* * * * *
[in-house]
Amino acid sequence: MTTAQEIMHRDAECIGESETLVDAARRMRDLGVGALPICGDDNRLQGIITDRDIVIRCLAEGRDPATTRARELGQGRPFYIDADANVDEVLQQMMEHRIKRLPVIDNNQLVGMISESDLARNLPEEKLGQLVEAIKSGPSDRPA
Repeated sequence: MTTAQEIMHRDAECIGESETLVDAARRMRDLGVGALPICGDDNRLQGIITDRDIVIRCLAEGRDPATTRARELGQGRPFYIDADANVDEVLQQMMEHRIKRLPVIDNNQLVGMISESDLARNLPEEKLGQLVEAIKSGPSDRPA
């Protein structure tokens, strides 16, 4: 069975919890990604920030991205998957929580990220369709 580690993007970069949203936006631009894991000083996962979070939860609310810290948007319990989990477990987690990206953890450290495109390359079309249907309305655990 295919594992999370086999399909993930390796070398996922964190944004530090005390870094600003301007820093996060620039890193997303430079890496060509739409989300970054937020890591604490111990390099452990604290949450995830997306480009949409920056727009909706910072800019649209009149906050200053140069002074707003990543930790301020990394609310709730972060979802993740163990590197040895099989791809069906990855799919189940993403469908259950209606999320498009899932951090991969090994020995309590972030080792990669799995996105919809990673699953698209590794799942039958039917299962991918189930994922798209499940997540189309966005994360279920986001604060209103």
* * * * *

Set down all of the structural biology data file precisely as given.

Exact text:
[in-house]
Amino acid sequence: MTTAQEIMHRDAECIGESETLVDAARRMRDLGVGALPICGDDNRLQGIITDRDIVIRCLAEGRDPATTRARELGQGRPFYIDADANVDEVLQQMMEHRIKRLPVIDNNQLVGMISESDLARNLPEEKLGQLVEAIKSGPSDRPA
Repeated sequence: MTTAQEIMHRDAECIGESETLVDAARRMRDLGVGALPICGDDNRLQGIITDRDIVIRCLAEGRDPATTRARELGQGRPFYIDADANVDEVLQQMMEHRIKRLPVIDNNQLVGMISESDLARNLPEEKLGQLVEAIKSGPSDRPA
């Protein structure tokens, strides 16, 4: 069975919890990604920030991205998957929580990220369709 580690993007970069949203936006631009894991000083996962979070939860609310810290948007319990989990477990987690990206953890450290495109390359079309249907309305655990 295919594992999370086999399909993930390796070398996922964190944004530090005390870094600003301007820093996060620039890193997303430079890496060509739409989300970054937020890591604490111990390099452990604290949450995830997306480009949409920056727009909706910072800019649209009149906050200053140069002074707003990543930790301020990394609310709730972060979802993740163990590197040895099989791809069906990855799919189940993403469908259950209606999320498009899932951090991969090994020995309590972030080792990669799995996105919809990673699953698209590794799942039958039917299962991918189930994922798209499940997540189309966005994360279920986001604060209103």